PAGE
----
The Ex, a Dutch art-punk band that’s been around since 1979, returned to Chicago for the first time in four years, playing on Thursday, Oct. 22, at Lincoln Hall. As a bonus, the band included one of Chicago’s leading jazz players, Ken Vandermark, on saxophone. The Ex sounded as strong as ever, with jagged chords colliding over strange rhythms. Why isn’t this band more famous?
Back when I discovered the music of Big Star as a college student, my first impression was that the band’s first two albums, #1 Record and Radio City, were overlooked classics, while its third album, Third (Sister Lovers), was a weird mess. But then Rykodisc’s 1992 reissue of that troubled Third opened my ears to what a majestic collection of music it truly was. Over the years, it has grown in my estimation considerably, so that it stands together with Big Star’s other album as a masterpiece. Another remastered version, with a different track sequence, was included in the 2009 Rhino box set Keep an Eye on the Sky. I’m most accustomed to the 1992 Rykodisc version, but one of the things that makes Third so fascinating is that there really is no one definitive version.
It’s a shame that Big Star’s Alex Chilton never performed the whole record live with the string accompaniment it needs. But since Chilton died in 2010, a group of his colleagues and admirers has put together a concert version of Big Star’s Third. It made its Chicago debut on Friday (June 28) at Park West. The driving force behind this project was Chris Stamey of The dB’s, working together with Mitch Easter of Let’s Active, Ken Stringellow of the Posies (who played in the latter-day reunited Big Star), and, of course, drummer Jody Stephens, the only surviving member of Big Star.
As the concert visits each city, it brings in some local musicians to fill out the lineup. The Chicago edition featured locals Sally Timms (Mekons), Ed Roeser (Urge Overkill), Tim Rutili (Califone), Josh Caterer (Smoking Popes) and saxophonist Ken Vandermark as well as Gary Louris (the Jayhawks) and Amy Speace. The touring band included singers Django Haskins, Brett Harris and Skylar Gudasz; and a chamber orchestra. (Gudasz also played flute in the chamber orchestra and performed a short opening set of her delicate piano ballads.)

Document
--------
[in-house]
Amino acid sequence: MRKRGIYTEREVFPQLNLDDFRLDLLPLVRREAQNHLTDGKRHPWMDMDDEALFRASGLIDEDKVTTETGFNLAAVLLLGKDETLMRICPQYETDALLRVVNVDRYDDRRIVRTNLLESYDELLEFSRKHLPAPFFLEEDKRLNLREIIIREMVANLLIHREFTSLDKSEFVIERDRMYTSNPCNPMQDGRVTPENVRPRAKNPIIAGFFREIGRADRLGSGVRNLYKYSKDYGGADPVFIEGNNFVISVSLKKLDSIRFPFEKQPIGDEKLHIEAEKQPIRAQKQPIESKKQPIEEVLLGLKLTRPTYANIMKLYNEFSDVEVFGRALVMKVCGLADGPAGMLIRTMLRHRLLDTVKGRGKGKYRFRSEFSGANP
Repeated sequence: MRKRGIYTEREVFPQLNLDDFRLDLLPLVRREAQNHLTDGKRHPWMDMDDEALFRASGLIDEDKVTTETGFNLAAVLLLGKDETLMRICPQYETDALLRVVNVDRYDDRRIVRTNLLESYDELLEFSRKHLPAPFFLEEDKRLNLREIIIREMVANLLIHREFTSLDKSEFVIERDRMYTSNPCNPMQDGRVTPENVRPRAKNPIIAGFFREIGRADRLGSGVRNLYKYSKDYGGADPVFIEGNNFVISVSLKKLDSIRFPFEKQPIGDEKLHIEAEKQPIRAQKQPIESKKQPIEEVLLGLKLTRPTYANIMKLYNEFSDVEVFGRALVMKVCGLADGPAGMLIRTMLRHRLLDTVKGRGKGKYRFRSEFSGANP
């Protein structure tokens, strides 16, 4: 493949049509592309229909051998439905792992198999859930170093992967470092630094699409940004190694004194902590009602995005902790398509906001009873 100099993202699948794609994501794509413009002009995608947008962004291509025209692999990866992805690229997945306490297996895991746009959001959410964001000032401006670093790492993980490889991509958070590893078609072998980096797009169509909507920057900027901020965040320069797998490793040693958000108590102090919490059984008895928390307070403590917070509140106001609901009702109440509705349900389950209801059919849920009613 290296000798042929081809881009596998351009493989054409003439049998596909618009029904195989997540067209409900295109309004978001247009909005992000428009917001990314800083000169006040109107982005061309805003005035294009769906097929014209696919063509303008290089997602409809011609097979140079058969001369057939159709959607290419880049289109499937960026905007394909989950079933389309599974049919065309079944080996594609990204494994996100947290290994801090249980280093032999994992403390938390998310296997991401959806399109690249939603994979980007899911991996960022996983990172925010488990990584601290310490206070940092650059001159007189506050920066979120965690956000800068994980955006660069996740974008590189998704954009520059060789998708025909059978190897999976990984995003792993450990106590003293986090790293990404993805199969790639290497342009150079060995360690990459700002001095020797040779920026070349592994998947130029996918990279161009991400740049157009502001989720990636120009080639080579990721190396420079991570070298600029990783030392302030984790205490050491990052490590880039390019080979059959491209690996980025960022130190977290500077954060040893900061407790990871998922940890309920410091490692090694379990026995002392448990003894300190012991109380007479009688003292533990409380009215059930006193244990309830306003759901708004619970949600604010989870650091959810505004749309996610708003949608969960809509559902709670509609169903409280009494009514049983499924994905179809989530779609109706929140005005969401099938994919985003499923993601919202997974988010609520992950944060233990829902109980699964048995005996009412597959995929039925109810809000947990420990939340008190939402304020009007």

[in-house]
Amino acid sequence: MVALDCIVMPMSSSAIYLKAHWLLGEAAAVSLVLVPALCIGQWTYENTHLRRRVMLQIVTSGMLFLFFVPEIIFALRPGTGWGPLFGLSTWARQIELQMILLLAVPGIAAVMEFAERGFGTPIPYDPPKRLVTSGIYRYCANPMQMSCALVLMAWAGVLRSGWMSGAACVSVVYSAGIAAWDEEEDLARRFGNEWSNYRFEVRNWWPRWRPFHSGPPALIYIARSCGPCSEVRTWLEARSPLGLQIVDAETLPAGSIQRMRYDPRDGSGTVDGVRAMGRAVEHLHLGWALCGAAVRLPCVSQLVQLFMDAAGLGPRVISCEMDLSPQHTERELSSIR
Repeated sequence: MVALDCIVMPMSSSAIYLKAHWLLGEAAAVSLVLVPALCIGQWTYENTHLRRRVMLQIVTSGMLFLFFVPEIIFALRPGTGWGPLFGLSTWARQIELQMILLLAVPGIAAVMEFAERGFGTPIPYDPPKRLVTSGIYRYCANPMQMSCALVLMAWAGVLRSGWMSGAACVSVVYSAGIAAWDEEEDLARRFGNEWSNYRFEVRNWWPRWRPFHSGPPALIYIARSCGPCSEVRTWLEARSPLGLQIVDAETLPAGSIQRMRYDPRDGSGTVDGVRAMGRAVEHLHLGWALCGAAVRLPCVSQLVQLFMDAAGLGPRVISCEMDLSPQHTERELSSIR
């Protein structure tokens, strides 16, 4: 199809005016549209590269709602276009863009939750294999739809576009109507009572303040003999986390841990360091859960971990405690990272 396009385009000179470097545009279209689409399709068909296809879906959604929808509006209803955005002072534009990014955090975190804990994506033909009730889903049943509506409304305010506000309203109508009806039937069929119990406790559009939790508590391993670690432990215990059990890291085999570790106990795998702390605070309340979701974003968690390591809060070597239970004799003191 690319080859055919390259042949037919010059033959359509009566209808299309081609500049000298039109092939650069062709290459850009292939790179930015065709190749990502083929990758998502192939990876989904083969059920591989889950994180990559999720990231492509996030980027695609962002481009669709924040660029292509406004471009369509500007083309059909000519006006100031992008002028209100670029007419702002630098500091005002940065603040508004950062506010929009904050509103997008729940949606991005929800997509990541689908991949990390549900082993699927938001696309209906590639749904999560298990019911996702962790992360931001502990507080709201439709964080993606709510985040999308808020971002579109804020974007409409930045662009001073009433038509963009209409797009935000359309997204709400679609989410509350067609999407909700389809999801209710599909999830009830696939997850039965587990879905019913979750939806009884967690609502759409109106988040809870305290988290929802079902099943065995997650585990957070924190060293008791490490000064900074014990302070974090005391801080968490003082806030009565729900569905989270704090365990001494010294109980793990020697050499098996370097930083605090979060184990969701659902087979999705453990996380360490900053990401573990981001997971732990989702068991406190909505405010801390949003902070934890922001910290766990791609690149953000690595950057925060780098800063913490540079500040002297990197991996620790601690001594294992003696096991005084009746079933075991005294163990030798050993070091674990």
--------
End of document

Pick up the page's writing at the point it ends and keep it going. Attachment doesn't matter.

Like the original record, the concert was messy and imperfect. At a few moments, the guest singers flubbed lyrics. (Rutili seemed unfamiliar with many of the words he was tasked to sing.) But at many other moments, Chilton’s haunting and strange music sounded glorious. Stephens, whose drumming parts were a crucial ingredient in making Big Star’s songs so memorable, stepped out from behind the drums to sing “Blue Moon” and “For You,” a song that he wrote. At the climax of Third, most of the musicians who’d played over the course of the evening crowded onto the stage for a rousing “Thank You Friends.”
The concert didn’t end there. The ad hoc group played several more Big Star songs, as well as three of the songs that Big Star’s Chris Bell recorded as a solo artist, and the one radio hit that Alex Chilton had during his career, the Box Tops’ “The Letter.”
Big Star’s music, which was almost completely overlooked when it came out in the 1970s, now feels like it has the respect it deserved all along.
Watch for the new documentary, Big Star: Nothing Can Hurt Me (opening at the Music Box in Chicago on July 13), with a soundtrack album featuring newly mastered versions of Big Star songs and some previously unreleased versions.